Written By: Sydney Rodriguez
Increased funding for CUNY was announced in the New York State FY2022 Budget on Apr. 6. The raised budget provides over $7.7 billion in State support of higher education, a 3.8 percent increase in funding from the previous fiscal year. Over $1 billion in new capital funding towards SUNY and CUNY is also included in this year’s budget.
“The CUNY faculty and staff represented by the PSC are delighted to see important gains for CUNY in the budget agreement reached yesterday,” Barbara Bowen, president of the
Professional Staff Congress, wrote in a statement last week.
The funding includes overall increased funding for CUNY and SUNY, increased
funding in opportunity programs and TAP, and increased aid for community colleges. The deal also ensures a three year tuition freeze.
“Thanks to the State’s strong fiscal management and relentless pursuit to secure the federal support that the pandemic demanded, we not only balanced our budget, we are also making historic investments to reimagine, rebuild and renew New York in the aftermath of the worst health and economic crisis in a century,” said Governor Cuomo in an announcement on the state’s website.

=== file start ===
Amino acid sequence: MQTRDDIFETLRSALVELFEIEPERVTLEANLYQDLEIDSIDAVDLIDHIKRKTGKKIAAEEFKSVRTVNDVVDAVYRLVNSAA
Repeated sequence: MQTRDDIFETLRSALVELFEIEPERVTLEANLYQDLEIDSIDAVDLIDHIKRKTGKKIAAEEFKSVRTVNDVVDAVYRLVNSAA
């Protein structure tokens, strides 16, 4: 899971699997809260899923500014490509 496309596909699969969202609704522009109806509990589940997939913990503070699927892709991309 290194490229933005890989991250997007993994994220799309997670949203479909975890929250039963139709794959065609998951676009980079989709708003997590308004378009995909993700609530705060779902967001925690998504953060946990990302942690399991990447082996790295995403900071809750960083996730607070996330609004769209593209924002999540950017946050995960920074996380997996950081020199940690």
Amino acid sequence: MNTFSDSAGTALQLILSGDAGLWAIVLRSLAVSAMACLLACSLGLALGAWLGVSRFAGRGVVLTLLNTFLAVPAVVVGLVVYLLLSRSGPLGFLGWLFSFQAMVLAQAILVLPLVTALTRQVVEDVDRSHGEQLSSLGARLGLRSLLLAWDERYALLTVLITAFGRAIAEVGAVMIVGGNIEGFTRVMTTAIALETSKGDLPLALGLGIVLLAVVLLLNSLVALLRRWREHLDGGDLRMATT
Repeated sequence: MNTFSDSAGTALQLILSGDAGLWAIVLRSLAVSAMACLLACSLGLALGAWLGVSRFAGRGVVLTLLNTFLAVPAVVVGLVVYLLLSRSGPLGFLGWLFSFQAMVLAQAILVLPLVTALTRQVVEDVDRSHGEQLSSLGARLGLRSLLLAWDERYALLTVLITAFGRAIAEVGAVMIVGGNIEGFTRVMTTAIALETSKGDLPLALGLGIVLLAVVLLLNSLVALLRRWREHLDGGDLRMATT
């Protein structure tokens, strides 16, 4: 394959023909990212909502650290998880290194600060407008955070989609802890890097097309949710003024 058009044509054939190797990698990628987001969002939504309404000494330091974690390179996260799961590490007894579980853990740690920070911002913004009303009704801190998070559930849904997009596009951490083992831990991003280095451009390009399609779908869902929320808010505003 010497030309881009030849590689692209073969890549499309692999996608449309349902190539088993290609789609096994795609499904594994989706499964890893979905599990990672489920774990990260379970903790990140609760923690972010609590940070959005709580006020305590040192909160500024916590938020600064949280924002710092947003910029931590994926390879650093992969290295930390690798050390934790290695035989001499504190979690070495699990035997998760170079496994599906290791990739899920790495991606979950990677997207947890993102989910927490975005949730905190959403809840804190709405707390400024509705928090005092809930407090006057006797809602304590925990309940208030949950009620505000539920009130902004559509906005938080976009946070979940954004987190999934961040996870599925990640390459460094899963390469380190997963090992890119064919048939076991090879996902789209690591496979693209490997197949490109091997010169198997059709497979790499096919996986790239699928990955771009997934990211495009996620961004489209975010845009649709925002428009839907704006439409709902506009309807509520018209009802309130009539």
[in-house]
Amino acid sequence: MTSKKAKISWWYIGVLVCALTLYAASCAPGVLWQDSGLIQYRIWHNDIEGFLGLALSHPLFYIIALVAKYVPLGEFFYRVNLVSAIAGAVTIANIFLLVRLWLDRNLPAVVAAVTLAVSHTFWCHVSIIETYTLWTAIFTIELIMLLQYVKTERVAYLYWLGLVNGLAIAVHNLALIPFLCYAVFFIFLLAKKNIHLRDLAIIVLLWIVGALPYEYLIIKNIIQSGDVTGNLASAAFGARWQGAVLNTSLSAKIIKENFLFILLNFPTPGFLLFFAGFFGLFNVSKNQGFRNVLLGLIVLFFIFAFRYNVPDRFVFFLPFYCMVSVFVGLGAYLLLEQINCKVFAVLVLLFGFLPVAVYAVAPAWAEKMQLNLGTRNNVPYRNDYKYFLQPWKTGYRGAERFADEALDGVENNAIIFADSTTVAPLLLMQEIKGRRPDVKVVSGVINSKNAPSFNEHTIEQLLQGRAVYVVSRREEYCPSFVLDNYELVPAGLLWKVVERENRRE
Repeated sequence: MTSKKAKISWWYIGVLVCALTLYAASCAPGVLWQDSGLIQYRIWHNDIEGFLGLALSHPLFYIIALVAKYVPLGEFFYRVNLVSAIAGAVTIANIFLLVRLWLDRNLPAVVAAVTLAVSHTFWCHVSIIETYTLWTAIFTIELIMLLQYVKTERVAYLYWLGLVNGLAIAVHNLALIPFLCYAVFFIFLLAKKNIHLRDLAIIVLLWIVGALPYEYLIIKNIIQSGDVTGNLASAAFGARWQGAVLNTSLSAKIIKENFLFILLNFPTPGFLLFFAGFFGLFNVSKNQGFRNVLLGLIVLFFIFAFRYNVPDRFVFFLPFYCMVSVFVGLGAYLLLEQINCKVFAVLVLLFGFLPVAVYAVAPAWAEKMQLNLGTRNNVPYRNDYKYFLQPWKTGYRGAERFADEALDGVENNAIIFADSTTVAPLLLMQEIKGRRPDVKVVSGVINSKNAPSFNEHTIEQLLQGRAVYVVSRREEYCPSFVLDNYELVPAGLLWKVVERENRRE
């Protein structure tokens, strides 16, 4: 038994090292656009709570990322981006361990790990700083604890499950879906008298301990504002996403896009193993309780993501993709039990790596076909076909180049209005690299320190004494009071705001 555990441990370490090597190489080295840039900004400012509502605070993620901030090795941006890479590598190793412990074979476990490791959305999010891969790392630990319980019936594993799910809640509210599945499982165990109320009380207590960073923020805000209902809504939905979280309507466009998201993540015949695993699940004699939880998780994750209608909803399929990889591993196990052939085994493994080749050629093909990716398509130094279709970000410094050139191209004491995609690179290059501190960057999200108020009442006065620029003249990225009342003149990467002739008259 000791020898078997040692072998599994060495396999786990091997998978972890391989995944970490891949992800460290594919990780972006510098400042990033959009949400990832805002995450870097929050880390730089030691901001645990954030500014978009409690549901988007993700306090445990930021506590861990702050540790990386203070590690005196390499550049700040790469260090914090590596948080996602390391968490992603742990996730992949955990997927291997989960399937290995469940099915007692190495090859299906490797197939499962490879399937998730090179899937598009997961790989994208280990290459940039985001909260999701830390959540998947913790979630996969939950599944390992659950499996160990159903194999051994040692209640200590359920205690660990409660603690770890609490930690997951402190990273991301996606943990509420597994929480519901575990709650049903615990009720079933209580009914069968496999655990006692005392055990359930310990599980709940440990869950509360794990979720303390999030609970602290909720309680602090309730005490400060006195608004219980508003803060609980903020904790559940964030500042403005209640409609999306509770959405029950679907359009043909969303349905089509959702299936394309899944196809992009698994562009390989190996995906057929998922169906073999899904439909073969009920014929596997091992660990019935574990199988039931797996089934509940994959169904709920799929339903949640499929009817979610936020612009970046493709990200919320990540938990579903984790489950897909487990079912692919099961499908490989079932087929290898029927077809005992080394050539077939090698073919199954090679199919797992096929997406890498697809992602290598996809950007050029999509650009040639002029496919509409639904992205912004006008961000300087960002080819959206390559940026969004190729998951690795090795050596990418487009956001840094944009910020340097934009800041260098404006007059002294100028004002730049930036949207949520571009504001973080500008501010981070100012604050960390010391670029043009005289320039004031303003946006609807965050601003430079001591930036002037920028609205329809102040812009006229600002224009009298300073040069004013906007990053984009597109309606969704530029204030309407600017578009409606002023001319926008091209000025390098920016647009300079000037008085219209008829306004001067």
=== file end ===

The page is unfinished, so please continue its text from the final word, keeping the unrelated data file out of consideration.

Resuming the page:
The budget also supports a $500 increase to the maximum TAP award, going from $5,165 to $5,665, as well as a four-year plan to fund the gap between TAP and tuition that’s
covered in SUNY and CUNY tuition credits. It is expected that an estimated $158 million in
TAP tuition credits will be fully covered by the State by the 2024-25 academic year.
In response to the ongoing pandemic, colleges and universities are expected to receive an estimated $5.4 billion in direct Federal stimulus aid, including over $3.4 billion for public
colleges. According to the breakdown of the budget on the state’s website, a considerable amount of this funding will go into providing financial aid grants to students with exceptional needs, including those who receive Pell grants.
The New York state budget will provide $247 million to opportunity programs and training centers that academically and financially support disadvantaged students.
It will also increase community college’s formula aid per student by $250 and provide an additional $25 million in State support to over 200,000 of their students in the 2021-2022 academic year.
“We thank the members of the Legislature who responded to the thousands of PSC members, CUNY students and allies who urged New York to break with decades of planned poverty for CUNY,” said Bowen in her statement. “All of us who support a New Deal for CUNY are right to claim these steps as victories.”
Former University Student Senate Chairperson Timothy Hunter also lauded the new budget as a victory for CUNY only possible through student organization and advocacy by Juvanie Piquant, the new Senate Chairperson.
“I only had one tuition freeze but she’s responsible for advocating for and bringing almost three years worth of tuition freezes to CUNY students,” he told the Vanguard. “I’m just really proud of USS and their advocacy.”